Picks and Pans Review: Talking With...
updated 12/14/1992 AT 01:00 AM EST
•originally published 12/14/1992 AT 01:00 AM EST
A LOVE STORY WITH HOT DOGS AT DAWN
FOR YO-YO MA, PLAYING BRAHMS IS like watching a great soap opera, only better. "So much of Brahms's music has to do with love," says the ebullient world-class cellist, 37. "The guy was in some ways frustrated by love, and in a lot of his music you hear this incredible passion and yearning spilling out."
Though Brahms gave his first recital (on piano) at age 10 and was an acclaimed composer by his early 20s, "he was the furthest thing from an egomaniac," Ma says. "Beethoven left sketchbooks with things crossed out; Brahms was so self-critical, he threw away most of what he wrote. He was very private, but he put his emotions into his music. You can sense the frustration and the deliberate reserve, but the warmth comes from a tremendously noble ideal of friendship that he held.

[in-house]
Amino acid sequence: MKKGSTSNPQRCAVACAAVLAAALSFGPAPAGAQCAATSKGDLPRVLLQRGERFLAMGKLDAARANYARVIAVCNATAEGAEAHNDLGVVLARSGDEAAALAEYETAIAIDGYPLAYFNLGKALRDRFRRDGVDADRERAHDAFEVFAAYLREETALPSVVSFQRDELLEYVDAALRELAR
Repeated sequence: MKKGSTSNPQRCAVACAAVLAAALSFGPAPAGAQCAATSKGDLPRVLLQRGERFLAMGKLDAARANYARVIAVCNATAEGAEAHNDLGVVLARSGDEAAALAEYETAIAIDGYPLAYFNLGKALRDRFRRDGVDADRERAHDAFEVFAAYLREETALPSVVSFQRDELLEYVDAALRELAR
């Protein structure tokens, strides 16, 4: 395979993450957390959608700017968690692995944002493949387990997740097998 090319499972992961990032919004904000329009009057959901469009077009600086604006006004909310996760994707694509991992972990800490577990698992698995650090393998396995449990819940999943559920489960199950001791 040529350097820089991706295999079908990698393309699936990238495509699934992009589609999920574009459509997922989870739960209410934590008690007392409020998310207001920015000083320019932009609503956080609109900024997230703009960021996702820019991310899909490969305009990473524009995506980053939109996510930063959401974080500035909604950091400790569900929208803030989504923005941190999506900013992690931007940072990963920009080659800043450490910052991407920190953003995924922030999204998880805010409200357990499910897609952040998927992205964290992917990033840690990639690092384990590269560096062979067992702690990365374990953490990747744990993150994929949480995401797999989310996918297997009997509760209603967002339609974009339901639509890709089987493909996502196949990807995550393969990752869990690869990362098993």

"That's something the six of us felt too. Each of us has known and loved Isaac Stern for many years, and that was the glue. I've known him since I was 9 years old, and he introduced me to my cello teacher. What made this group special is that there is such a spread of age, from Isaac, who's 72, to Cho-Liang Lin, who's 32. From older people you get a giving up of vanity, and maybe you say things in a simpler way. From youth you get something full of heart and striving. We had both, and for me it was a very rich experience. We recorded in Troy, N.Y., in December, and we all got colds—except Isaac. So we urged each other on. The last night we finished at 5 in the morning. We went out and got hot dogs and came back and partied until the sun came up."